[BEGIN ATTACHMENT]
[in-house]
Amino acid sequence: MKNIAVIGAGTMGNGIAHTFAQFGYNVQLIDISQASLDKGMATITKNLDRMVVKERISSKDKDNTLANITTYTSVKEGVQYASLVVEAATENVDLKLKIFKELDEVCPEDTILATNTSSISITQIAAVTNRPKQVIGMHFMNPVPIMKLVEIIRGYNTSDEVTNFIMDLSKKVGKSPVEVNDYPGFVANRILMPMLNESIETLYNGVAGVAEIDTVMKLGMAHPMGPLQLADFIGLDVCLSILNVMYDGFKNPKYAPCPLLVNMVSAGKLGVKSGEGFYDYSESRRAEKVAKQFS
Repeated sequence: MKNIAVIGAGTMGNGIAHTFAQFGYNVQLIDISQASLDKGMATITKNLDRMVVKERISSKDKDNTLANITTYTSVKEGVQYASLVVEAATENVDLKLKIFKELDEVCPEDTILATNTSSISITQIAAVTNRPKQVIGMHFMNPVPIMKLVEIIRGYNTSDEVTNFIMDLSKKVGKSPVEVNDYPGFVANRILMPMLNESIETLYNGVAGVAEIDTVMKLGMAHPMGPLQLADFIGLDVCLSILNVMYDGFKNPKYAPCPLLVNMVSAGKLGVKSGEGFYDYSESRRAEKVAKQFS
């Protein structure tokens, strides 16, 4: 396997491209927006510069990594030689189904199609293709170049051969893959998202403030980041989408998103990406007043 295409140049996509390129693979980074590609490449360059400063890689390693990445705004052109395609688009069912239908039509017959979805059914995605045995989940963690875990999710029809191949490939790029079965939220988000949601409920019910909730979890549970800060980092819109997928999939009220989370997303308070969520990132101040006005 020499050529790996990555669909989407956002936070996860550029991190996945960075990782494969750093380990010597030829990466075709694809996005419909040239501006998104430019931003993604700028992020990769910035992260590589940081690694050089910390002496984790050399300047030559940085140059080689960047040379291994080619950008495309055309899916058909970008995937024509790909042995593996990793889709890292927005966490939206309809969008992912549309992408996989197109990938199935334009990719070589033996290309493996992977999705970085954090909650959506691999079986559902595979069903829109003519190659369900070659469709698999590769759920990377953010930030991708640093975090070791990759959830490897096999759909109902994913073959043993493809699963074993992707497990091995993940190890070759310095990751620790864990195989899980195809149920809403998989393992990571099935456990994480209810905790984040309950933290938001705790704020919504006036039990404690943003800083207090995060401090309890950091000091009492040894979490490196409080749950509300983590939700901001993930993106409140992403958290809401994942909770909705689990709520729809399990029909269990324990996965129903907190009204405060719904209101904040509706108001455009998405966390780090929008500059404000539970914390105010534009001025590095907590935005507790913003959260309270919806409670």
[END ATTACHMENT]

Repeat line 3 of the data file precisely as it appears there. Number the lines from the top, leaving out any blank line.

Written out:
Repeated sequence: MKNIAVIGAGTMGNGIAHTFAQFGYNVQLIDISQASLDKGMATITKNLDRMVVKERISSKDKDNTLANITTYTSVKEGVQYASLVVEAATENVDLKLKIFKELDEVCPEDTILATNTSSISITQIAAVTNRPKQVIGMHFMNPVPIMKLVEIIRGYNTSDEVTNFIMDLSKKVGKSPVEVNDYPGFVANRILMPMLNESIETLYNGVAGVAEIDTVMKLGMAHPMGPLQLADFIGLDVCLSILNVMYDGFKNPKYAPCPLLVNMVSAGKLGVKSGEGFYDYSESRRAEKVAKQFS